by Moshe Gold 

     Yom Kippur, the Day of Atonement, is the most sacred day ordained by God for the Jewish people – a day of fasting, affliction of the soul, sacrifice and prayer (Leviticus 23:27-31).

     In the days of the Tabernacle and the Temples the central figures were the High Priest and the people of Israel. The High Priest made a sacrifice and brought the blood of that sacrifice into the Most Holy Place; into the presence of God (Leviticus 16). The High Priest was the only person allowed this awesome privilege, and only on this day did he venture into the veiled inner sanctum. Even then he lit a large amount of sweet incense to form a cloud to cloak him from the presence of God. The people of Israel stood outside in anguish of soul waiting, offering prayers of repentance.

     The sacrificial blood was sprinkled upon the lid of the Ark of the Covenant, called the Mercy Seat. It was specifically here that God met with His people in the form of smoke and fire. The tablets of the Law contained in the Ark were the perfect standard by which He judged His people. Since it was impossible for anyone to keep the Law (its purpose was to expose this fact – Romans 3:20), the sacrificial system was imposed by God. Thereby His judgment, which was to fall on the guilty, was transferred to an innocent victim while, through the shed blood of the victim, mercy was extended to the guilty who was repentant. Yom Kippur was the national day of repentance. It was a reminder to Israel of their total dependence on the mercy of God to provide a means by which they could continue in relationship with Him, separated as they were due to sin and the sinful nature (evil inclination) that they and all men possess, but could not by human means be rid of.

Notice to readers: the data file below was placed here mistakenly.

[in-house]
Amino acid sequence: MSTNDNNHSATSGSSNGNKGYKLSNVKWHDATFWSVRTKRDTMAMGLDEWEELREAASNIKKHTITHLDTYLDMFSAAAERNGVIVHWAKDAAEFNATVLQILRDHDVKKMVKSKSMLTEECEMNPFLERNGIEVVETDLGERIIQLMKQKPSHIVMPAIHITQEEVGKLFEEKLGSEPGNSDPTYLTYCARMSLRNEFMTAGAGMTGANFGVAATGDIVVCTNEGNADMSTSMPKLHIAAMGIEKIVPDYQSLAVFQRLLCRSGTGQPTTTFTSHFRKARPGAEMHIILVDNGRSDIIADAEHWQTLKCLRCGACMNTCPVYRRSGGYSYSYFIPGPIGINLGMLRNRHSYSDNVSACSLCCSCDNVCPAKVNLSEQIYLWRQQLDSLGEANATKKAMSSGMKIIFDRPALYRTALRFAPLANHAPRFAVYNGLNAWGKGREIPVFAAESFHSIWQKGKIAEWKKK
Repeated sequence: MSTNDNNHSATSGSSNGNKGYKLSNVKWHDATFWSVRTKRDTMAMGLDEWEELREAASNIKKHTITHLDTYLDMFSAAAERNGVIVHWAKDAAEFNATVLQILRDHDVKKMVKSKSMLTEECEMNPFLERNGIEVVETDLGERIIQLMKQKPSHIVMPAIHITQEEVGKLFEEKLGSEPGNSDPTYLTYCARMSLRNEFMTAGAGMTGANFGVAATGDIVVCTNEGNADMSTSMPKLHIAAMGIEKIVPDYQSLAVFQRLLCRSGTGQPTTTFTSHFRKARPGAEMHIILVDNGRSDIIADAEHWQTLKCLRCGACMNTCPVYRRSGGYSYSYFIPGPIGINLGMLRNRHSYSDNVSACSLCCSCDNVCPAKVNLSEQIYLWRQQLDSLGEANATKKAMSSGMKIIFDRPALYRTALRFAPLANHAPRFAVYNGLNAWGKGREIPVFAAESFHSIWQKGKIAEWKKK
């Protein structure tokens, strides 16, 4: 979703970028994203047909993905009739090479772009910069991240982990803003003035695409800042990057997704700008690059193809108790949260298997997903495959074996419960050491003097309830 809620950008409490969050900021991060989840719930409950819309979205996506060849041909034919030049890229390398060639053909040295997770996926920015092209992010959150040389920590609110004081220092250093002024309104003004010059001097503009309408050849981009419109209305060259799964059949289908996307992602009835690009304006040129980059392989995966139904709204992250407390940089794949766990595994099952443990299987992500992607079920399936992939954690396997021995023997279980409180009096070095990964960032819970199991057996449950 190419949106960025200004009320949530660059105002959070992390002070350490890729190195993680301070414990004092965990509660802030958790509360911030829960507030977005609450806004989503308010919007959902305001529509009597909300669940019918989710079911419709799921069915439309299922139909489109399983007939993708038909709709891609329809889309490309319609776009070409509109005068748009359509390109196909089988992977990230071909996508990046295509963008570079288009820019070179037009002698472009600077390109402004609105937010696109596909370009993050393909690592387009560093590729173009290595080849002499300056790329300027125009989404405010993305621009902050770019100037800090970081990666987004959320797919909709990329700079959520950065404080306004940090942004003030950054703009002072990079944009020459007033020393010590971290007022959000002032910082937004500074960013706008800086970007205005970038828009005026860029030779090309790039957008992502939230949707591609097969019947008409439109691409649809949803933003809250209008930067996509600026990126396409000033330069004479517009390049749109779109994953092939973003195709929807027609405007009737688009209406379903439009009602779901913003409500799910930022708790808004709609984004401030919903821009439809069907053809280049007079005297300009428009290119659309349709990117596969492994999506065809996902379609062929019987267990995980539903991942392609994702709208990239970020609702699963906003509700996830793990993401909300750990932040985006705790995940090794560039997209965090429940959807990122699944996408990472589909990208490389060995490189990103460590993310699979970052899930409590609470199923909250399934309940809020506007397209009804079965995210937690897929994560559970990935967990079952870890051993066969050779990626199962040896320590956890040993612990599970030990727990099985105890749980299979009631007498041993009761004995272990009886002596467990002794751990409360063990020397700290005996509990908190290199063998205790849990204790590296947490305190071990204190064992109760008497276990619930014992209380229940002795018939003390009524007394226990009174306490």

Sacrifice Required